EXCLUSIVE: Lemire, Ramos Launch "Extraordinary X-Men" Post-"Secret Wars"
In researching and writing these entries for War Comics Week, I’ve become convinced that DC’s war books were quite probably the greatest things they ever published. Today’s star is no exception. Who is he? Hey man, I don’t know. Nobody knows.
Previous installments of this column can be found in the archive.
153. The Unknown Soldier
“The man no one knows, but is known by everyone!” The Unknown Soldier (named for the Tomb of the Unknown Soldier) was the first of many “master of disguise” characters at DC, and the only one to operate in World War II. With his face horribly disfigured by the same grenade explosion that killed his brother Harry, a nameless G.I. becomes the “one guy [that] can affect the outcome of a whole war! One guy in the right place, at the right time…” The soldier takes it upon himself to honor his brother and trains to become the intelligence operative known as the Unknown Soldier, using his expert disguise skills to infiltrate the enemy and take ‘em down from the inside. He uses latex masks and make-up to assume the identity of others, and has only one tell… the masks are itchy against his scar tissue, and he finds himself having to scratch.
The Unknown Soldier was created by jolly Joe Kubert, the master artist of war books, in Star Spangled War Stories #151. The character would later dominate the title so much that it would be re-named after him. Other creators who worked on the stories include everyone’s favorite Bobs, Haney and Kanigher, as well as Frank Robbins, Dan Spiegle, Dick Ayers, and more.
Really, the Unknown Soldier is just a great, great concept. A faceless war hero who could be anybody, fighting a one-man-war against the Nazis? Awesome. Hell, it would work great for some spy-smashing, Commie-fightin’ 50’s stories, too! And his default appearance is beautifully iconic– mysterious figure, face wrapped in bandages. Yeah, the Invisible Man and the Doom Patrol’s Negative Man beat him to it, but the Soldier made it his own. It looks darn fine with a trench coat or army uniform.
I know I said Sgt. Rock was comics’ greatest badass, but Unknown Soldier has to earn some points, too. After all, he did kill Hitler. That’s right– in the final issue of his series, the Unknown Soldier snuck into Hitler’s bunker, capped Der FÃ¼hrer, made it look like suicide (in order to have Adolf perceived as a coward), and got the hell out. Then he was all blown up saving a girl from certain death… or was he? After all, that guy over there seems to have an itch…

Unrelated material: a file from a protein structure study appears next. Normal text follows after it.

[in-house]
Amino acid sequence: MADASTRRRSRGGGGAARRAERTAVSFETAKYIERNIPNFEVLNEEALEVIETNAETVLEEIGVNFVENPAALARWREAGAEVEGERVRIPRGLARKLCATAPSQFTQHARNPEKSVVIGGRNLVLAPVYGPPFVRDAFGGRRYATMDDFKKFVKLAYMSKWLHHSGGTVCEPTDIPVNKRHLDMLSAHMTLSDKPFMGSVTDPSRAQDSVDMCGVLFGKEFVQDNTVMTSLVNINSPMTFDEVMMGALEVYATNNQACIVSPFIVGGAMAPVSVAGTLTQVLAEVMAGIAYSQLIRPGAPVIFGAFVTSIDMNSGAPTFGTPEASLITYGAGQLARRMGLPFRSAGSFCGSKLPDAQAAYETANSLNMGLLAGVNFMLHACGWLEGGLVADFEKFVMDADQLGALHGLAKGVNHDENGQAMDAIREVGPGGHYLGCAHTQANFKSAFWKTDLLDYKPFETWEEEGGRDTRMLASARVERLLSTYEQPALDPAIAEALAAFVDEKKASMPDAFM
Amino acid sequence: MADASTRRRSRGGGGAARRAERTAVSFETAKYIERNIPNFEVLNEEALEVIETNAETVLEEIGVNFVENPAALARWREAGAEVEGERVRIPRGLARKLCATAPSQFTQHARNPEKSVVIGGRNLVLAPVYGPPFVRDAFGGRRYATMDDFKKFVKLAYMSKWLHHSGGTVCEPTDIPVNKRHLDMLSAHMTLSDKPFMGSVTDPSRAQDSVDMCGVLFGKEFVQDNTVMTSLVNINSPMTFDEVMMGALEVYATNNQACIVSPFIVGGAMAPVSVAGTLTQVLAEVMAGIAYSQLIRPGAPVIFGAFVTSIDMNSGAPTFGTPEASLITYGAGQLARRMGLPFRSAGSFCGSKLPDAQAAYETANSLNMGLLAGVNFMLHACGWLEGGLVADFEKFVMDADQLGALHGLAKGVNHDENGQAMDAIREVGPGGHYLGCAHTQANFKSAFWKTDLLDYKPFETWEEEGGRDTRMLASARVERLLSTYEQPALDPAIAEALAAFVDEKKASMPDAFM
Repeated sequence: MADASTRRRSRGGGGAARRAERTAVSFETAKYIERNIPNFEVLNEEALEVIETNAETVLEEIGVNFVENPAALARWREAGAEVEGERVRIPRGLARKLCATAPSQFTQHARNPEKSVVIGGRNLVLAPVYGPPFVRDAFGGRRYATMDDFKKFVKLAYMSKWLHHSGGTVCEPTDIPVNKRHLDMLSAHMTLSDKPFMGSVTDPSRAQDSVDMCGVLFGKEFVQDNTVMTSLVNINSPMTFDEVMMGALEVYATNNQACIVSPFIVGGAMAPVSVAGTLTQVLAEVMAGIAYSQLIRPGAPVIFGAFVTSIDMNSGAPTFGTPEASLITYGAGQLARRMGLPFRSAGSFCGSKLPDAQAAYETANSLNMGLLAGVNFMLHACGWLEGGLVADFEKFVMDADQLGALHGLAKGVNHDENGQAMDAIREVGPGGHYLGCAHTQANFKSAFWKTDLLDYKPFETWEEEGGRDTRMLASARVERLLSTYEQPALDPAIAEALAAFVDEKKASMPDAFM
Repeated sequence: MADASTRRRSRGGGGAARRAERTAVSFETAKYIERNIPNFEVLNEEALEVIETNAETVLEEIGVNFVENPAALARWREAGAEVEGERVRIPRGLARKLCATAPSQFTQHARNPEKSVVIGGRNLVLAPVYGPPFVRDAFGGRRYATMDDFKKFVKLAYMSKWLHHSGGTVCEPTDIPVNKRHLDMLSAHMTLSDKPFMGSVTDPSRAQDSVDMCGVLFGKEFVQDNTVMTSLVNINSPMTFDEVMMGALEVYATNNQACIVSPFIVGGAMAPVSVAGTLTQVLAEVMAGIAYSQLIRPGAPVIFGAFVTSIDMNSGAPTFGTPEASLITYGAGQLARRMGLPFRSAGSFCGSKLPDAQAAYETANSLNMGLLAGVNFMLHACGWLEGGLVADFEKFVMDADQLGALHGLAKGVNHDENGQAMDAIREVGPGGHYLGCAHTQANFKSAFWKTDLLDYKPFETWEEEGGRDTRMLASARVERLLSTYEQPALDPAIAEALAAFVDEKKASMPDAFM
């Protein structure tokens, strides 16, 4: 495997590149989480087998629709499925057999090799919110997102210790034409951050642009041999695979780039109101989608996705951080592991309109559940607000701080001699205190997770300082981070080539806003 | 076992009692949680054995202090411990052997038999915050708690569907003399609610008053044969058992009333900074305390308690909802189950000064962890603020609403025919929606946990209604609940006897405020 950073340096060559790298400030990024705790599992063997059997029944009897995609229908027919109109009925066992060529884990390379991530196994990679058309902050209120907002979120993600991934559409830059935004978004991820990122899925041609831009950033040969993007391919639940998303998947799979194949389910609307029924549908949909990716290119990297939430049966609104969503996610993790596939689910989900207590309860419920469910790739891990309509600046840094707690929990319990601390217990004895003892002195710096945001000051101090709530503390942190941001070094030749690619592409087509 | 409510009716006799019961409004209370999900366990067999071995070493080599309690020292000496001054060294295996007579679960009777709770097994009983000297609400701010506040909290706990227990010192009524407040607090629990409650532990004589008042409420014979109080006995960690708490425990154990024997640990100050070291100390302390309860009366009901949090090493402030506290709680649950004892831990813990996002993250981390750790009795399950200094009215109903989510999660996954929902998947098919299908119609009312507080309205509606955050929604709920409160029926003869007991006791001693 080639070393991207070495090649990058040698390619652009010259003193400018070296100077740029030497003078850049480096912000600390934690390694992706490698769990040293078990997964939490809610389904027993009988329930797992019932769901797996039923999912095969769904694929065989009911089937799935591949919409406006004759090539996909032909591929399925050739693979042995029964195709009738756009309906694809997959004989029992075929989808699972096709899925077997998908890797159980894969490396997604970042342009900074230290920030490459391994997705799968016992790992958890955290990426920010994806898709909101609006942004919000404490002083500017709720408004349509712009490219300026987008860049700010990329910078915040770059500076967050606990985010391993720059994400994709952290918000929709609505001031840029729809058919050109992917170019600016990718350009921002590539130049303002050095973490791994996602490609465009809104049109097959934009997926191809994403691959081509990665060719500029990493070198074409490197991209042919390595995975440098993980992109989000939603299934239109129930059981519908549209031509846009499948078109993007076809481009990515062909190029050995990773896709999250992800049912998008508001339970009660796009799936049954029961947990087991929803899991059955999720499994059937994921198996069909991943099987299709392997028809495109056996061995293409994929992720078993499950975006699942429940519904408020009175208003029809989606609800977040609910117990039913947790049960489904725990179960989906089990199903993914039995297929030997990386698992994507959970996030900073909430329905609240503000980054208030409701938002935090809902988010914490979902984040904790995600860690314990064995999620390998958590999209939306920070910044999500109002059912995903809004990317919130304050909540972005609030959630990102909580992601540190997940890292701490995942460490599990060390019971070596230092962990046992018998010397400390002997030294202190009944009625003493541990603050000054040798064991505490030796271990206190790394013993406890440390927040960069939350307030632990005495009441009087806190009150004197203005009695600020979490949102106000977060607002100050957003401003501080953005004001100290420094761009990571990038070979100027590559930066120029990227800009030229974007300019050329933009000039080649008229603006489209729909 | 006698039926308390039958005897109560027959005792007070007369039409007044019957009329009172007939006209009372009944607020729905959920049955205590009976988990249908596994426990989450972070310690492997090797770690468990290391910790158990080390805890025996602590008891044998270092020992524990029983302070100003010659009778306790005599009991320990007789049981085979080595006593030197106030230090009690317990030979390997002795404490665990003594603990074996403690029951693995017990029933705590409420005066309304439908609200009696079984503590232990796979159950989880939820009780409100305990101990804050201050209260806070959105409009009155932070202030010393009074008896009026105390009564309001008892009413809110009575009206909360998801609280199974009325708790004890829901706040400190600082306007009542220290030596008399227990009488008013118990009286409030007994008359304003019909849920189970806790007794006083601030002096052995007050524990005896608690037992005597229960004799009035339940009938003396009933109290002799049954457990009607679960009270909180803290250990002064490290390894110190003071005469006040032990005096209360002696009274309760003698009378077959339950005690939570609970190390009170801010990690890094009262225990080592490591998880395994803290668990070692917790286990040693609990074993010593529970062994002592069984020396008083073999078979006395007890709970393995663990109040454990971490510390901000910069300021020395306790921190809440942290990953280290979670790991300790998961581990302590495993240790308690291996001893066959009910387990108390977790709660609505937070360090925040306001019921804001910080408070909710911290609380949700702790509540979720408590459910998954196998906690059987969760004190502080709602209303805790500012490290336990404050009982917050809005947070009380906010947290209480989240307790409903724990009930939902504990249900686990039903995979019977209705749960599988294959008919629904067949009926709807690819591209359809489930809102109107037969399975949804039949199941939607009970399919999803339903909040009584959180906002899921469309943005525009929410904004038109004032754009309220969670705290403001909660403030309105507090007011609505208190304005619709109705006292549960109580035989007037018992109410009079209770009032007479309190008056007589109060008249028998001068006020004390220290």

After his original series ended, the Unknown Soldier appeared in a maxi-series by Jim Owsley (a.k.a. Christopher Priest) and Phil Gascoine in the late 80’s. I don’t know much about it, but apparently this version of the Soldier was literally immortal. In the late 90’s, Garth Ennis and Killian Plunkett produced a four-issue Unknown Soldier mini-series for Vertigo, with the title character in the role of a living urban legend, a spooky bogeyman searching for a replacement and being tracked by a CIA agent.
Me, I wouldn’t mind seeing Joe Kubert return to the character for another story, much like he did for Sgt. Rock with The Prophecy mini.
Quite a few of the original stories can be found in a lovely Showcase Presents volume, found here on Amazon! The Ennis mini was also traded, but it seems to be out of print.
Here’s another link for you: The Unknown Soldier’s entry in the Hembeck Files.
Bonus Edited-In Content Addition!:
I think Unknown Soldier would make a great movie, you know, if you found an actor who only played the lead half the time and didn’t mind not showing his face for the entirety of the film. Any suggestions?
Comics Should Be Good accepts review copies. Anything sent to us will (for better or for worse) end up reviewed on the blog. See where to send the review copies.